sunir-kumar

Sunir Kumar, MD

Dr. Sunir Kumar is a co-Founder of Knowmedge.com, a medical exam prep company. Sunir is a Board Certified Internist at the Cleveland Clinic in Cleveland, OH. Dr. Kumar graduated medical school from St. Matthews University and completed his internal medicine residency at the Mercy Hospital and Medical Center in Chicago, IL. Sunir can be reached at sunir@knowmedge.com or on twitter (@SunirMD)

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5 High-Yield Gastroenterology Pearls for the ABIM Board and Medical Clerkship Exams

As we mentioned in a previous blog post this week, Gastroenterology and Hepatology comprises about 9% of the ABIM Internal Medicine exam, making it one of the more critical subjects on the boards. Below, we review 5 High Yield Gastroenterology/Hepatology Pearls that may help you score a few extra points on your ABIM or Internal Medicine shelf examination.   1. Interpreting Hepatitis B markers seems like a pain but is worth remembering Start with these key points: o Hepatitis B surface Antigen (HbsAg) → active infection o Hepatitis B surface Antibody (HbsAb) → past infection or vaccination against hepatitis B o Hepatitis Be Antigen (HbeAg) → active replication of the virus o Anti Hepatitis B core IgM Antibody (Anti-HBc IgM) → acute infection o Anti Hepatitis B core IgG Antibody (Anti-HBc IgG) → chronic infection This table helps reinforce these rules: (Click above image to view larger size) As you see above: Along with the Cleared state, both Chronic and Carrier Hepatitis B patients will have positive HBsAg and Anti-HBc IgG. How can these two conditions be differentiated? Easily. Just look at the Liver function tests (LFTs) o Chronic → Increased LFTs o Carrier → Normal LFTs What about that Hepatitis D virus? o Hepatitis D can’t exist on its own. It requires Hepatitis B infection to be present o Anti-Hbc IgM + Hepatitis D virus → acute co-infection...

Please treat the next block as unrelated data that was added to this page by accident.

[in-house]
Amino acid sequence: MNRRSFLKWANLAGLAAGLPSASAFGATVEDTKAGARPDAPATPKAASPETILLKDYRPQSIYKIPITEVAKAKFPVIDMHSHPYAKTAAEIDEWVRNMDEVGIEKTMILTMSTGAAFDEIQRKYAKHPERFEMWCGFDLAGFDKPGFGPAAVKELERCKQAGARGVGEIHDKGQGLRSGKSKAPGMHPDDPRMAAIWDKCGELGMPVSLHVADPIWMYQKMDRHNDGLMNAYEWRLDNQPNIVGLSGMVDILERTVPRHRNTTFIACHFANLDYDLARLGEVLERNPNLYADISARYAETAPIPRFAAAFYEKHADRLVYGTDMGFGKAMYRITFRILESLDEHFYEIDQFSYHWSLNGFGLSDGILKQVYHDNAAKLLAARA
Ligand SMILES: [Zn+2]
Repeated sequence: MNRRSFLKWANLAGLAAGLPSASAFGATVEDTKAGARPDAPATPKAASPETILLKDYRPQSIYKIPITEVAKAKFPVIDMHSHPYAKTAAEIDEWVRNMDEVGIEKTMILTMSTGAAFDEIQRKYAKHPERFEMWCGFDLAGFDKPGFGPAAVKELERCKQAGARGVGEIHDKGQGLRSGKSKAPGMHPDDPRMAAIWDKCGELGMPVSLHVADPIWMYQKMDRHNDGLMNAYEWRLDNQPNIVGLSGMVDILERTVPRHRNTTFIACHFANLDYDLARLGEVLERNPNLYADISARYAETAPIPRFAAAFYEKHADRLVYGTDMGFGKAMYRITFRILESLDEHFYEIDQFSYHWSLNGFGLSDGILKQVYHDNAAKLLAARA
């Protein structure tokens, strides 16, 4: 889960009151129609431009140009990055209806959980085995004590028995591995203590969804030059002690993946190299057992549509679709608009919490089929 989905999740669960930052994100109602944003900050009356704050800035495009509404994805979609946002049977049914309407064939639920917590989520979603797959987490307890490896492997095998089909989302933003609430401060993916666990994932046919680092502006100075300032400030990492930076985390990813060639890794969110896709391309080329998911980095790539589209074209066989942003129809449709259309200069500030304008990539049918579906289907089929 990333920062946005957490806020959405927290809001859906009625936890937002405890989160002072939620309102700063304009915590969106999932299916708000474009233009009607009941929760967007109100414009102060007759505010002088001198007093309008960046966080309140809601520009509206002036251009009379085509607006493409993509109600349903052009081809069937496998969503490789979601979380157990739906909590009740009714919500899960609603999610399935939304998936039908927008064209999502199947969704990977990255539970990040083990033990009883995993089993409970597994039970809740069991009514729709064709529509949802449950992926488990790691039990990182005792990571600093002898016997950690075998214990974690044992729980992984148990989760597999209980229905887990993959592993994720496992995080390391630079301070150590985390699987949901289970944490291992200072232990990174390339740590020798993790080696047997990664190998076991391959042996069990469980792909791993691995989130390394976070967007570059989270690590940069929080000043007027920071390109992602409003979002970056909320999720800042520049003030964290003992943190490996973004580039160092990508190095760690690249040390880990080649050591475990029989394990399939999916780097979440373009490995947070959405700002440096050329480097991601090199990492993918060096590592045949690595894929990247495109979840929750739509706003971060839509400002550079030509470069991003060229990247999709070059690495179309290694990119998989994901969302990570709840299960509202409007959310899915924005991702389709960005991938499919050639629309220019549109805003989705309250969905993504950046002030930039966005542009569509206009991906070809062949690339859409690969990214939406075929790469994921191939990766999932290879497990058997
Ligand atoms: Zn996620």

5 Endocrinology Pearls for the Internal Medicine Shelf and ABIM Board Exam

Endocrinology is an essential part of the Internal Medicine Medical Clerkship and ABIM Board exam. According to the ABIM exam blueprint, questions testing endocrinology topics comprise ~8% of the exam. Approximately ~5-10% of the NBME Clerkship exam is composed of endocrinology questions.   1. Don’t let thyroid nodules intimidate you. Check out the following post ABIM Exam Prep: How to Work Up a Thyroid Nodule This systematic approach will help you workup a thyroid nodule.   2. Workup of hirsutism is not as difficult as it seems. Follow this approach and you will be able to diagnose the cause of hirsutism. – Hirsutism is caused by either excessive testosterone or excessive 17-OH steroids (DHEA-S) production. – Excessive Testosterone production is seen in ovarian cancer or polycystic ovarian syndrome (PCOS)Ovarian cancer: worked up with trans-vaginal ultrasound to look for adnexal mass. In addition, CA-125 marker is usually elevated in ovarian cancer. – PCOS: Amenorrhea, insulin resistance, and LH:FSH ratio of greater than equal to 3:1 – Excessive DHEA-S production is seen in congenital adrenal hyperplasia (CAH), Cushing’s disease, or adrenal carcinoma – CAH: Usual cause is 21 beta hydroxylase deficiency, which is used to convert 17-OH progesterone to cortisol. Since this enzyme is deficient, 17-OH progesterone levels remain elevated. Decreased cortisol levels will cause an elevated ACTH level through a negative feedback mechanism. With increased ACTH, hyperpigmentation will also occur. – Cushing’s...